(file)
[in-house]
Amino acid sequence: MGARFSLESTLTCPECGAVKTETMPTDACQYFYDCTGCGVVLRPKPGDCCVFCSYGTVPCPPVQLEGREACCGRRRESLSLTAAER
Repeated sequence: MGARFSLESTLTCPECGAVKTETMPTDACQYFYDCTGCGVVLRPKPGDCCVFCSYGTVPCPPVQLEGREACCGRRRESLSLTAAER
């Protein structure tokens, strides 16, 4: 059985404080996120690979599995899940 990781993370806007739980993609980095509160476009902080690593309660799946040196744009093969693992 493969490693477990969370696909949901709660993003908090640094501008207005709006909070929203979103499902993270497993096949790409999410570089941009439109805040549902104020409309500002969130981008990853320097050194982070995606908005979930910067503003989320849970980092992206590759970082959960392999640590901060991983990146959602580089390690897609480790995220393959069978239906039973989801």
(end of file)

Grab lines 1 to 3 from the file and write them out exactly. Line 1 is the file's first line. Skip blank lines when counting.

[in-house]
Amino acid sequence: MGARFSLESTLTCPECGAVKTETMPTDACQYFYDCTGCGVVLRPKPGDCCVFCSYGTVPCPPVQLEGREACCGRRRESLSLTAAER
Repeated sequence: MGARFSLESTLTCPECGAVKTETMPTDACQYFYDCTGCGVVLRPKPGDCCVFCSYGTVPCPPVQLEGREACCGRRRESLSLTAAER